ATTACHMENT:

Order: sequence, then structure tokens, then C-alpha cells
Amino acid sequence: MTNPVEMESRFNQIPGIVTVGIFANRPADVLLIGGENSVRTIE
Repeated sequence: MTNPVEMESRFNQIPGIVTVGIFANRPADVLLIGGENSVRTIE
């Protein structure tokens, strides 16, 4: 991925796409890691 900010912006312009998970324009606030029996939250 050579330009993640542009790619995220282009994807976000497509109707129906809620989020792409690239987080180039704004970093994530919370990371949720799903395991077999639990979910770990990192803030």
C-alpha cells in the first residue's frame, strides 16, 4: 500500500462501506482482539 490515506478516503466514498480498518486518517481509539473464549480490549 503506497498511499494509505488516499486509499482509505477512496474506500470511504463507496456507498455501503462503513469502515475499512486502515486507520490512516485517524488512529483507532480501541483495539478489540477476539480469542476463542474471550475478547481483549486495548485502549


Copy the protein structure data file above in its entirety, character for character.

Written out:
Order: sequence, then structure tokens, then C-alpha cells
Amino acid sequence: MTNPVEMESRFNQIPGIVTVGIFANRPADVLLIGGENSVRTIE
Repeated sequence: MTNPVEMESRFNQIPGIVTVGIFANRPADVLLIGGENSVRTIE
């Protein structure tokens, strides 16, 4: 991925796409890691 900010912006312009998970324009606030029996939250 050579330009993640542009790619995220282009994807976000497509109707129906809620989020792409690239987080180039704004970093994530919370990371949720799903395991077999639990979910770990990192803030």
C-alpha cells in the first residue's frame, strides 16, 4: 500500500462501506482482539 490515506478516503466514498480498518486518517481509539473464549480490549 503506497498511499494509505488516499486509499482509505477512496474506500470511504463507496456507498455501503462503513469502515475499512486502515486507520490512516485517524488512529483507532480501541483495539478489540477476539480469542476463542474471550475478547481483549486495548485502549